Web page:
Answers are emerging from both practice and research. On the practice side, BIE emphasizes effective assessment strategies during its popular three-day professional development workshop, PBL 101, which it offers to teachers and instructional leaders in participating districts across the country. During the workshop, teachers develop rubrics to assess students’ final projects according to multiple measures. Students are assessed on mastery of significant academic content plus development of specific 21st-century skills, such as collaboration or critical thinking. The BIE model also emphasizes using formative assessment strategies throughout a project to check on student understanding and to make just-in-time adjustments in instruction. (Samples of summative and formative tools are available at www.bie.org/tools/freebies.)
On the research side, evidence of the value of PBL for rigorous coursework is emerging from an ongoing multiyear study called Knowledge in Action, designed by University of Washington researchers and implemented by Advanced Placement teachers in three states. Funded by an alliance that includes the George Lucas Educational Foundation and the Bill & Melinda Gates Foundation, the study shows that AP pass rates increased by as much as 30 percent during the 2011-2012 school year when students engaged in a project-based curriculum rather than more traditional instruction. Researchers emphasize that projects need to be the “spine” of the curriculum rather than add-ons. (Read more at education.washington.edu/research/rtm_11/knowledge-in-action.html.)
To paint a clearer picture of assessment in PBL, 20 teachers (still being selected as of early August) from New Tech schools in several states are starting a yearlong research project on performance assessment. Funded by the Hewlett Foundation’s Deeper Learning initiative, the national study will take place throughout the 2012-2013 school year, with results expected by next summer. “We’re piloting performance assessments that are aligned to the Common Core and that will demonstrate students’ readiness for college,” says New Tech Network’s Rowland.
PBL emphasizes student choice and open-ended questions. “There’s an infinite number of projects you could do,” Rowland points out. “We want to make sure that PBL adds up to students actually being ready for college.”
The Stanford University Center for Assessment, Learning and Equity researchers are consulting on the Deeper Learning research to determine which competencies to assess to ensure that high school graduates are indeed college-ready. Rowland says that assessments will be systematic and common across schools. Teachers at different schools might select different novels for language arts projects, for example, “but the rubrics and expectations of students will be the same.” Teachers will spend time examining student writing, video productions, and other project artifacts together as part of the yearlong study. That practice is already common in many PBL schools. High Tech High teachers, for example, use a protocol for examining student work together. “We do it to have a narrative of quality work,” High Tech High founder Larry Rosenstock explained during a recent conference presentation.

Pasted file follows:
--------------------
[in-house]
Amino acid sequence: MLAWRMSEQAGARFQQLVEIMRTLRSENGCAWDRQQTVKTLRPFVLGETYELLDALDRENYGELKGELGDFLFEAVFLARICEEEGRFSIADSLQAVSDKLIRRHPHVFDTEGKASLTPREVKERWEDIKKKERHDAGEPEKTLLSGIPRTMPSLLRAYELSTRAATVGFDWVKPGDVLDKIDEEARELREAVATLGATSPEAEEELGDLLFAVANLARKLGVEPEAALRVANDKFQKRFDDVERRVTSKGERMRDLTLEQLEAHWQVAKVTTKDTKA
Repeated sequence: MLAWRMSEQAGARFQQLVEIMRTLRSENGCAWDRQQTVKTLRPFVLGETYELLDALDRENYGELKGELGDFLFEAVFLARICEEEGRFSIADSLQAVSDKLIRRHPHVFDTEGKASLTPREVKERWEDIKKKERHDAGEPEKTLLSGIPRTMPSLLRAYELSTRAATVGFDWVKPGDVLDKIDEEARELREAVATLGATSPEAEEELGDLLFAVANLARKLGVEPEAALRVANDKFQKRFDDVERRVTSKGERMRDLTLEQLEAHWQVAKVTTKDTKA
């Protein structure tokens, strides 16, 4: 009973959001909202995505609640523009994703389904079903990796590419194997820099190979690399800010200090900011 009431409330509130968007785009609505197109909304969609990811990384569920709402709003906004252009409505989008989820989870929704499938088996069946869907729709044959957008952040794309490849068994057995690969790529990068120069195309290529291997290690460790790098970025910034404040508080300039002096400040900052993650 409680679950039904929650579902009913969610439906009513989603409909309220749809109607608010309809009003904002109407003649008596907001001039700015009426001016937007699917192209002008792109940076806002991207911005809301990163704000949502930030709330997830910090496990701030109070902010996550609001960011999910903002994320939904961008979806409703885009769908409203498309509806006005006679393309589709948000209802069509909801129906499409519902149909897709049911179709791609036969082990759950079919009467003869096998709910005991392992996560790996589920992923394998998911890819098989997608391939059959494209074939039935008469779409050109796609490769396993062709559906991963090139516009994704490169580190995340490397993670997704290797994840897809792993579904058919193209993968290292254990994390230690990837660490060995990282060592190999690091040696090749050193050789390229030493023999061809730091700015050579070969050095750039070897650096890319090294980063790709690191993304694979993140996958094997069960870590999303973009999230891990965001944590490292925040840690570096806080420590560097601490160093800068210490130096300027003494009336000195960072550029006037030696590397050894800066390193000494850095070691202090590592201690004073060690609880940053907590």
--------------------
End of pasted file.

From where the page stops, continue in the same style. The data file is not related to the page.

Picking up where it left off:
Considering the Deeper Learning research project, a Web-based platform is being developed that will allow teachers from different states to upload student work samples. That means teachers at different locations “can assess student work together and calibrate around it,” Rowland says. “We’ll be looking not just within a school but across schools in our network.” The result, she continues, should be a sharper picture “of what it means to have high-quality, proficient student work.”
Insights from these PBL early adopters “could create proof points of success” for the hundreds more school systems that are just starting to shift to projects, says BIE’s Mucetti. “They need to see how this would be replicable to their system.”